Sorry for the delay on this! Obviously today is no longer the day you sent this message. School is crazy.
Anyway, to be honest, I just don’t know enough to give you a solid answer on this one — though I definitely sympathize with both the frustration with the damage monetary policy/economic intervention produces and the desire to help the low-income people these policies often hurt most.
And I’m not sure that there exists a solid answer to be had, because it’s never going to be possible to concretely measure the results of the various factors you’ve mentioned and figure out in a mathematical sense which option is objectively better.
Personally, I lean toward an (admittedly simplistic) “two wrongs don’t make a right” sort of response — as in, the economy is already quite distorted by the Fed and other government interventions, as you noted, but adding further distortion isn’t going to negate the original distortion.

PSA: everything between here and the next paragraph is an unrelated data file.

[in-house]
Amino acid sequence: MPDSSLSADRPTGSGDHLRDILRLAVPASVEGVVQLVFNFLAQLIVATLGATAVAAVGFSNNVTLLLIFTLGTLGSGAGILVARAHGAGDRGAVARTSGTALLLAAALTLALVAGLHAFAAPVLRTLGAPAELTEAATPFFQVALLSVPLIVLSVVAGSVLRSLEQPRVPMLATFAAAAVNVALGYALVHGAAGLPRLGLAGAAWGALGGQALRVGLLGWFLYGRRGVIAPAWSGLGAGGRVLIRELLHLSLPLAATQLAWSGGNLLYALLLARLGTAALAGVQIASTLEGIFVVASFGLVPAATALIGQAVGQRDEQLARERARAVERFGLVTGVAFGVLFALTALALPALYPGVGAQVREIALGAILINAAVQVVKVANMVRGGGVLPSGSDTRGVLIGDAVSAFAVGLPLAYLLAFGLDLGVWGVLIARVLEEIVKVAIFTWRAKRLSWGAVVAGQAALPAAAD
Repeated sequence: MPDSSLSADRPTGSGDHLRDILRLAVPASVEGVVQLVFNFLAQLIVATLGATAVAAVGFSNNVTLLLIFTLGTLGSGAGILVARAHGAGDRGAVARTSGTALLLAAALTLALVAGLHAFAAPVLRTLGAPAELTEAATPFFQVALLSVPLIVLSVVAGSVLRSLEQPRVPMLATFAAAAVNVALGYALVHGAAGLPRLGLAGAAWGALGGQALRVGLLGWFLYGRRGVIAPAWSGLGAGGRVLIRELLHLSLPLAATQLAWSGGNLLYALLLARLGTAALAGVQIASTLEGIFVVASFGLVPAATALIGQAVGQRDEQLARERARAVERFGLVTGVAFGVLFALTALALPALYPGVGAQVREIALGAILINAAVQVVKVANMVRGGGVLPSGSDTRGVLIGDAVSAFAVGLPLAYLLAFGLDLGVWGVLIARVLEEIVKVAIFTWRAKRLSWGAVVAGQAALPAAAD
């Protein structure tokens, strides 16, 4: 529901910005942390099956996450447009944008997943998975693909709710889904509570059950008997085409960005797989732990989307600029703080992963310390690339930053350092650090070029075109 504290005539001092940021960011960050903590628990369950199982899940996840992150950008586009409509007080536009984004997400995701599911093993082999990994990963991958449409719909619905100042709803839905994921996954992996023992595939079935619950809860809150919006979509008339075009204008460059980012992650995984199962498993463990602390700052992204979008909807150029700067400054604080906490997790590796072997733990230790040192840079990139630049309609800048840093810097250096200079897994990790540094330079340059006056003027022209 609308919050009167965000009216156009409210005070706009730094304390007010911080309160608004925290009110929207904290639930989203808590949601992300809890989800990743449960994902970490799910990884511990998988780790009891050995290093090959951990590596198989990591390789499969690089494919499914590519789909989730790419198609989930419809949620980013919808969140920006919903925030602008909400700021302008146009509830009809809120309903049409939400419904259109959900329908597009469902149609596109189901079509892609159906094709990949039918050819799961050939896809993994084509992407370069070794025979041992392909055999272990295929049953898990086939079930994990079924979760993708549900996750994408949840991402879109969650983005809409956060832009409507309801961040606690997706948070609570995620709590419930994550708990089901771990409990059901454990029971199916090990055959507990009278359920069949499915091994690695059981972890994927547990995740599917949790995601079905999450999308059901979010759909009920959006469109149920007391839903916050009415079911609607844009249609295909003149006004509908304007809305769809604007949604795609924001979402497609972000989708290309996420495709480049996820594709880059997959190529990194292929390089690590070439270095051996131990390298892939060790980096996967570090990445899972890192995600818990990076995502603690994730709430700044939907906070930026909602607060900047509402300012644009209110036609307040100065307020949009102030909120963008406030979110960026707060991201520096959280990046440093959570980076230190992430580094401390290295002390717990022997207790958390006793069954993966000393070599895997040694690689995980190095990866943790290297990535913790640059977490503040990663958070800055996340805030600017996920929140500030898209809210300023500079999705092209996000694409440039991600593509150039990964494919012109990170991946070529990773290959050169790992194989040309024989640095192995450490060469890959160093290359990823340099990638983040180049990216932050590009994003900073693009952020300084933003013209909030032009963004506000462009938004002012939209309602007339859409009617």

But again, I tend to think it’s not possible to make this sort of calculation you’ve described, where we say, “Government Intervention B will compensate for the negative effects of Government Intervention A.” Plus, it’s not as if Government Intervention B comes without its own unwanted side effects…
Anyone with more economics skillz than I, by all means reblog and add your thoughts.